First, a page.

A lot of people think it’s just our diet: what we eat (or don’t) consume will determine how big or small a risk group might be for certain illnesses – but this isn’t’ true! There are so many other factors at play here including UV radiation exposure, lack/overuse etc.
Nutrigenomics is a complicated science that has been difficult to understand. The complex human biology makes it challenging for researchers trying to develop an accurate mechanism of how dietary bioactives interact with our cells, and what the optimal intake should be in each individual nutrient for maintenance purposes remains unclear at this point.
The influence of genetics on our health is difficult to predict, with some people’s genes making them more susceptible than others. The APOE gene has three different phenotypes that may lead to CVD and respond differently depending upon diet or lifestyle factors.
What does the future hold for nutrigenomics?
While progress is being made in each of the individual ‘omics’ fields, it’s necessary to take a systems approach for future research. A recent editorial by NUGO and Genes & Nutrition stresses this point–they believe that human studies incorporating all diet interactions will lead nutrigenomic technologies down their full potential path.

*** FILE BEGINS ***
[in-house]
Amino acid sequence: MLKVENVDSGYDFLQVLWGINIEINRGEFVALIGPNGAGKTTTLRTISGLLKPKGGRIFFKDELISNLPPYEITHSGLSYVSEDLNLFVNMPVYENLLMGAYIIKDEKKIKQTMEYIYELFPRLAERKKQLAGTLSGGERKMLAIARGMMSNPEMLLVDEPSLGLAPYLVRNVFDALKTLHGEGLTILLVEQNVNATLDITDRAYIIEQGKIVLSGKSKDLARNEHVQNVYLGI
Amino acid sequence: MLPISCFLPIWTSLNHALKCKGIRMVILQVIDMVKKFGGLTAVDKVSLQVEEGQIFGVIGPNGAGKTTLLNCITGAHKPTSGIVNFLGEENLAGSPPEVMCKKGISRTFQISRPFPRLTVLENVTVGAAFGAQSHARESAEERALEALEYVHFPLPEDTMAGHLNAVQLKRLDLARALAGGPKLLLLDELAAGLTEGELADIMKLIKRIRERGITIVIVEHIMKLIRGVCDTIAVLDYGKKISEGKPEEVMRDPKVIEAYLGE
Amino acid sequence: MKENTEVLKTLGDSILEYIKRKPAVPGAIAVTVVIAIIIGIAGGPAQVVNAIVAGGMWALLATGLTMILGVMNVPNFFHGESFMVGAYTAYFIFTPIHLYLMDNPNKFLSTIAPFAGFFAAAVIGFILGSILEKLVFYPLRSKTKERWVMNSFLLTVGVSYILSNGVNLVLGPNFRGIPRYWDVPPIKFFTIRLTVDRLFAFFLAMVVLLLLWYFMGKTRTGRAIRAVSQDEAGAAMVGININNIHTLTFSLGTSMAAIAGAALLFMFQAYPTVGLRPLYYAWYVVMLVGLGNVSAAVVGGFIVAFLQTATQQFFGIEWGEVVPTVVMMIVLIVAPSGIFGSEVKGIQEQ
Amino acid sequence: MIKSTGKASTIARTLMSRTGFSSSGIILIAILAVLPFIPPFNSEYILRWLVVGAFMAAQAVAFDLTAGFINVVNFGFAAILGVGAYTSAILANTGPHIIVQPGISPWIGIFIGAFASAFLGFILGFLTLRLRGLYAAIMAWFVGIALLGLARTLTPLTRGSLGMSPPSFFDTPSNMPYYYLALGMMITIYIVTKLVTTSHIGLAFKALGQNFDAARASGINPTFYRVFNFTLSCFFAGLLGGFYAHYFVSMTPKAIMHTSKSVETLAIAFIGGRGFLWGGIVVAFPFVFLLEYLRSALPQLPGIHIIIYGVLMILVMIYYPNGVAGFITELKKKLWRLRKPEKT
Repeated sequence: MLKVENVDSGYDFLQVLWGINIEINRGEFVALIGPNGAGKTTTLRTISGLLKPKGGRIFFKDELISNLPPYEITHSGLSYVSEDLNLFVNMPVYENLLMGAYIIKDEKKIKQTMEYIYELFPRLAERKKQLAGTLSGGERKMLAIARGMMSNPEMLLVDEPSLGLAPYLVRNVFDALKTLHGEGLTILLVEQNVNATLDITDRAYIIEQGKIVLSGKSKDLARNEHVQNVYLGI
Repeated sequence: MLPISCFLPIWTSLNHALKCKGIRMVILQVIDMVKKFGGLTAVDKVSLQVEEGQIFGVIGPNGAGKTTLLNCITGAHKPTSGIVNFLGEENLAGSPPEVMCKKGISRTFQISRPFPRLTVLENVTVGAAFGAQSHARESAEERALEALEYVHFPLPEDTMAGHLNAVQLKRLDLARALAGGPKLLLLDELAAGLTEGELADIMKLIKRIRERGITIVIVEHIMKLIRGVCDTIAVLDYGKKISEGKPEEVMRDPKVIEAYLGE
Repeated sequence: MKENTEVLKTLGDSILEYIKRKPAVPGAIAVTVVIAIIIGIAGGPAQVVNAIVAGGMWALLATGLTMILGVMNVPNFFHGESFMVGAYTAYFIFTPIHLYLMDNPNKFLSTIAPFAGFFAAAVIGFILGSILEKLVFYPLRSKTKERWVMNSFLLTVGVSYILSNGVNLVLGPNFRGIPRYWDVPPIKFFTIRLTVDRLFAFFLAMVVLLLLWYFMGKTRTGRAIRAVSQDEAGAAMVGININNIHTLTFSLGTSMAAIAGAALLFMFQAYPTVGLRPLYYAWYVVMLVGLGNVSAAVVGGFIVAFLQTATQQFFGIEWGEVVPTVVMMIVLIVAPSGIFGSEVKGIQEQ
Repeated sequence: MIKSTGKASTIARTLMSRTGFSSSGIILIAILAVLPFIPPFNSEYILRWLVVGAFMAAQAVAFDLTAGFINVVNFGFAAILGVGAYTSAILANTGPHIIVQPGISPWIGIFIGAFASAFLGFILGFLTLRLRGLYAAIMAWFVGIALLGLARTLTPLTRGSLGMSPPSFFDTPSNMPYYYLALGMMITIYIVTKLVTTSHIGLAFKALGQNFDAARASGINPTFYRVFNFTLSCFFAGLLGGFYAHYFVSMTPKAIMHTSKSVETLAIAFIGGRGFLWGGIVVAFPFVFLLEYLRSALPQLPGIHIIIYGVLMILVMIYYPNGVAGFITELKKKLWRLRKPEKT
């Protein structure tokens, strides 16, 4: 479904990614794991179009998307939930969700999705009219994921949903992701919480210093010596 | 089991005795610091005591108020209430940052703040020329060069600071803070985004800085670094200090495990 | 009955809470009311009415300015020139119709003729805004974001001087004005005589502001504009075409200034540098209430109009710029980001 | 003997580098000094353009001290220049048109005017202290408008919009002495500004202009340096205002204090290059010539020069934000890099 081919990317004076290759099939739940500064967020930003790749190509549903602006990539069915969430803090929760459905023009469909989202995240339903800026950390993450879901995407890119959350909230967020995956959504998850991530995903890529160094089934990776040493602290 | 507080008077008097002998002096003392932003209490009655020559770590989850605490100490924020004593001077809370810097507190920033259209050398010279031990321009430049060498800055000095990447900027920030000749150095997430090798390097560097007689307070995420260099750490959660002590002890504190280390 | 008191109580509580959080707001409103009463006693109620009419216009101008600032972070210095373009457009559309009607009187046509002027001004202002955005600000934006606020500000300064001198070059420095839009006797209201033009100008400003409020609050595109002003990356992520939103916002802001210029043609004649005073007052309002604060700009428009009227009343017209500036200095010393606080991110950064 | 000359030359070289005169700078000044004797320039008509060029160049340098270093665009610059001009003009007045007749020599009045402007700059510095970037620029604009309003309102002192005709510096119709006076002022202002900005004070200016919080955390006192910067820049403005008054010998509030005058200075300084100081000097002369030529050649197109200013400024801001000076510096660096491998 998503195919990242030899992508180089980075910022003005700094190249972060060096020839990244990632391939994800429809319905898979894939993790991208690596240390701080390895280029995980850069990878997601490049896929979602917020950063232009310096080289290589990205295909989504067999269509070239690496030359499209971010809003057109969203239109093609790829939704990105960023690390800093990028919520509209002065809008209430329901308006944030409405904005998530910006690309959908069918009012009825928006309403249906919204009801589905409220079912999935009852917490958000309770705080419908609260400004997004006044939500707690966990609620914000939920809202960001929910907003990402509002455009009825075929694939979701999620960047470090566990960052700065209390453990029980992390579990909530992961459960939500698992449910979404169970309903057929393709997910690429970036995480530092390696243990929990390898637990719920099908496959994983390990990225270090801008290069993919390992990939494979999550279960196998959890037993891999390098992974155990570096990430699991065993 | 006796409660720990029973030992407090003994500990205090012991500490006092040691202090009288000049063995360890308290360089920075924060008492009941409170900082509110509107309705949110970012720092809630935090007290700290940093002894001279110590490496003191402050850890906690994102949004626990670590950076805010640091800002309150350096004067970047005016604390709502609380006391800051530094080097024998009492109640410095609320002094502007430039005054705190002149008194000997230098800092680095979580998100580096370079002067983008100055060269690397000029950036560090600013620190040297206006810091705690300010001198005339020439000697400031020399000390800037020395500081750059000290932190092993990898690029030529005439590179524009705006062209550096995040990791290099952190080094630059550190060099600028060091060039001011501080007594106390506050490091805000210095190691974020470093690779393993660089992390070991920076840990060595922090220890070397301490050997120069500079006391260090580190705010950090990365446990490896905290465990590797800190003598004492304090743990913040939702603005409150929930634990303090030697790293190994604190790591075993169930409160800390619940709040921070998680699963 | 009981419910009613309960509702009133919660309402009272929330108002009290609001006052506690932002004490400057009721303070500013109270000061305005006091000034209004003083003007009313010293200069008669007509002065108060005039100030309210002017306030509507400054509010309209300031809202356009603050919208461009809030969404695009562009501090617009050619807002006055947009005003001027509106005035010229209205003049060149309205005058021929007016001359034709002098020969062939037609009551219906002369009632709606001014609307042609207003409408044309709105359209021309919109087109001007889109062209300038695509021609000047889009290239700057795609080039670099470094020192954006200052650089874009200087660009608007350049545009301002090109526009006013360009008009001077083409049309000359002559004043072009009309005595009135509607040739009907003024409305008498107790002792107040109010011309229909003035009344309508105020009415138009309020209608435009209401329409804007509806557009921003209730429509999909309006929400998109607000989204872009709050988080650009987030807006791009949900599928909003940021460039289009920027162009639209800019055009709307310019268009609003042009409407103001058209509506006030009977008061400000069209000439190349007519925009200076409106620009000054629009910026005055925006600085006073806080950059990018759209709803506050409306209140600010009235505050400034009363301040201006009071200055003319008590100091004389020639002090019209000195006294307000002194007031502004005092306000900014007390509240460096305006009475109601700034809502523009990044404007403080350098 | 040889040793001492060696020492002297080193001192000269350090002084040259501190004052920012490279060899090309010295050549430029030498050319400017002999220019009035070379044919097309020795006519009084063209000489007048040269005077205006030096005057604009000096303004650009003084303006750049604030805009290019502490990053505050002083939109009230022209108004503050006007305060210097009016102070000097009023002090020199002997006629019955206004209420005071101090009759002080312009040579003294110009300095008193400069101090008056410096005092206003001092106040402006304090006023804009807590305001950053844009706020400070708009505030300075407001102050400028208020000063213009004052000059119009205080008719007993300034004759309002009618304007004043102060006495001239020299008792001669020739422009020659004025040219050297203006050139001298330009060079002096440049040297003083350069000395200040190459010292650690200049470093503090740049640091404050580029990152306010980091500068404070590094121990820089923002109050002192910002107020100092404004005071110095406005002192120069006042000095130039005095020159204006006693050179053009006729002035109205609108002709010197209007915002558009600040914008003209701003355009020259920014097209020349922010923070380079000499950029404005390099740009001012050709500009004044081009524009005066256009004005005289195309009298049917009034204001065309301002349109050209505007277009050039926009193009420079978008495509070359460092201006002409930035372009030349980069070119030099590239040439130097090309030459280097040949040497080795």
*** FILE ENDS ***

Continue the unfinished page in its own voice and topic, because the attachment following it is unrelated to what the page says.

In his 2017 conference talk on the topic (available in PNS), Professor Mathers noted that despite 97 genetic loci identified as contributing to fat accumulation, together these variants explain less than 3% of BMI variance.
While both genes and diet can help to some degree, it is clear that the environment plays an equally important role in determining whether someone will develop a condition. The expression of these traits relies on how each individual interacts with their surroundings as well!
What are the effects of personalized nutrition on an individual’s diet and lifestyle? The recent EU-funded multi center Food4Me trial attempted to answer some of these questions.
The idea of personalized nutrition is still new and evolving, but the trial suggested that customized approaches can offer bigger health gains than adhering to standard dietary guidelines.
There’s not much difference between a personalized nutrition approach that relies on counseling and one which uses genotypic information, but the latter is more effective.
When it comes to personalized nutrition and nutrigenomics, we’re not quite at the point where routine public healthcare covers these things yet. A 2012 survey found that while 80% of Greek doctors were willing to recommend a patients’ diets based on their own genetic makeup (as opposed to something like Food4Me, only 17 percent had actually done so in reality!
The future of nutrigenomics research is going to be incredibly informative. As more and more bioinformaticians join together with nutritionists, epidemiologists, Exipure scientists (a company dedicated towards developing new food products), molecular biologists/geneticists – all intent on discovering how nutrients interact within our bodies or what DNA sequences code for certain enzymes that help us digest foods–we’re bound make some major breakthroughs.